An illustration: political leaders may want the utility to be financially sustainable, but this depends on people paying their bills. Disconnecting consumers who are able to pay, but do not, can be an effective way to discourage bill delinquency. Yet cutting people off for non-payment of bills will be unpopular, and households will lobby their elected representatives for leniency and exceptions. Politicians may well find it difficult to refuse such requests.
The government needs a self-commitment mechanism, much as you might ask your friends at the beginning of dinner to remind you that you are on a diet at the moment when the dessert menu appears. This is a role that a private operator is well placed to take on. The government can award a PPP contract specifying a target collection rate, while setting out safeguards to protect vulnerable consumers who can’t afford to pay, and then leave the private operator to do the unpopular job.
Focusing on these three roles for the private operator – agent of change, commitment mechanism and sparring partner – implies the need for new types of PPPs which can maximise the value of private participation.
Another example of the government’s time consistency problem is in setting tariffs. Many decision-makers subscribe to the view that raising tariffs to recover operations and maintenance costs is desirable, yet tariff increases often trigger virulent public opposition, the impact of which is difficult for politicians to withstand. However, we believe that the private operator should not have a role in tariff-setting.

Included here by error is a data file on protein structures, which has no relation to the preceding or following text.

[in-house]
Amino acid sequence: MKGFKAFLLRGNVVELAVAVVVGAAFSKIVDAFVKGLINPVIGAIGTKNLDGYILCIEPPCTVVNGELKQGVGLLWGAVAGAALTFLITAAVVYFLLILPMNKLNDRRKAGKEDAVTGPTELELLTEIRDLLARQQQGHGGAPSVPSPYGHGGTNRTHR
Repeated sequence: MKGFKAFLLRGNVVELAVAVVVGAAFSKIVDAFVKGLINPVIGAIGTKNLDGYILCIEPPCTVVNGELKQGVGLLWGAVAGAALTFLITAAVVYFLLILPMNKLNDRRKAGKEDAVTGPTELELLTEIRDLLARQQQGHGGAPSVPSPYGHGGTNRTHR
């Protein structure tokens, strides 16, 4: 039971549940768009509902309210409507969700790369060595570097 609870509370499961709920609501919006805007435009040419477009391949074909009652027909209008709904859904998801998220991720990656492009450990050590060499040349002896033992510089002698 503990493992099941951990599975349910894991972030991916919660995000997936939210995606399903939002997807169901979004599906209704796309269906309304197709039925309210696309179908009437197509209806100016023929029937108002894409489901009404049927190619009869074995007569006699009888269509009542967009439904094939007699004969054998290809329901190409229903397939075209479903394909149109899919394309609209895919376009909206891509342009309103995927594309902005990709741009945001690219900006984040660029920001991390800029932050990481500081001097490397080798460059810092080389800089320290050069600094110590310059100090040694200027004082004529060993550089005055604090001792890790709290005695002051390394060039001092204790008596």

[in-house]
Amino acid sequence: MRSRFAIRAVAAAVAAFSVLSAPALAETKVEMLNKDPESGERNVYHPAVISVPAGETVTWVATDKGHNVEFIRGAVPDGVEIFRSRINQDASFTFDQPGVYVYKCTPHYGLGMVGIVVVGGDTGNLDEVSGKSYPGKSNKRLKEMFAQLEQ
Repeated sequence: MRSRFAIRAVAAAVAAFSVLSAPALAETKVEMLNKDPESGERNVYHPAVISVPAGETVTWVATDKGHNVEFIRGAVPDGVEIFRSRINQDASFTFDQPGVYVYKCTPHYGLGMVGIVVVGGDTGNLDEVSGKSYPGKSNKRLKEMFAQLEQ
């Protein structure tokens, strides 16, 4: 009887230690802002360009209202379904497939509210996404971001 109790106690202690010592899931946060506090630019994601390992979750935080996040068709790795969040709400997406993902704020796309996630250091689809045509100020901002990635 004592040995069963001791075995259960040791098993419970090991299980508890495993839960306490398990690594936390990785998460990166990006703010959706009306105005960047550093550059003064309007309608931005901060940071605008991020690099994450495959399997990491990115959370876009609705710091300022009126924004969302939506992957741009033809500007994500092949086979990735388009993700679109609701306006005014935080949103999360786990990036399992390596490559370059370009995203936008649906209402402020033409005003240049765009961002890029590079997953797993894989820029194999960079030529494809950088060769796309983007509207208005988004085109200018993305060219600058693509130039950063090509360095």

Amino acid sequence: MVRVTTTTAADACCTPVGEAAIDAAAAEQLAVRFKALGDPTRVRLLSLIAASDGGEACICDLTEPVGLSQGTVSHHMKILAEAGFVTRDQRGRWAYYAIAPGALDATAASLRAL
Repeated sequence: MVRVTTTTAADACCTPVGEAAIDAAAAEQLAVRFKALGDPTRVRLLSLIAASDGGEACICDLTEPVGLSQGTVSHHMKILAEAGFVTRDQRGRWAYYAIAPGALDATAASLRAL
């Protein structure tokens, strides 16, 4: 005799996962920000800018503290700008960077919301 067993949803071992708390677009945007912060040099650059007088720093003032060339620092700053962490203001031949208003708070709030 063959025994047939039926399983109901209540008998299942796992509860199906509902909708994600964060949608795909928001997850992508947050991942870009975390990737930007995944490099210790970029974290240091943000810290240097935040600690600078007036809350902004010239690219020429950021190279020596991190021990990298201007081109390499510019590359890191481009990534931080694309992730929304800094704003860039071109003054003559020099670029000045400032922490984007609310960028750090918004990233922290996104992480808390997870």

Tariff-setting is an inherently political issue that implies costs for some and benefits for others. Distributional issues of this kind should, in our view, only be taken by leaders directly accountable to citizens.
The private operator as a sparring partner
In our experience, private operators are not inherently more efficient than public utilities. But public utilities are often monochrome, with deeply engrained ways of thinking about the service. Managers, even those with great technical skills, may have a narrow view of what is possible if they have spent their entire career in the same utility.
Managers in the large private water operators, on the other hand, are likely to have worked in different countries and conditions; some may have experience in other sectors. The private managers’ approaches are not necessarily superior, but they can still provide a sounding board for the public and infuse diversity into the options considered. PUB, the public water utility of Singapore, is recognised as one of the most efficient utilities in the world, but its top management recognises the value of a constructive challenger.
For PUB, PPPs are seen as a benchmark for their performance. Focusing on these three roles for the private operator – agent of change, commitment mechanism and sparring partner – implies the need for new types of PPPs which can maximise the value of private participation.
Part 2 presents some of our ideas on this topic.
This post was originally featured on Water Policy.online and is republished with permission. Olivia Jensen is Senior Research Fellow at the Institute of Water Policy, and Jean-Michel Herrewyn is Chairman of fWE and former CEO of Veolia Water.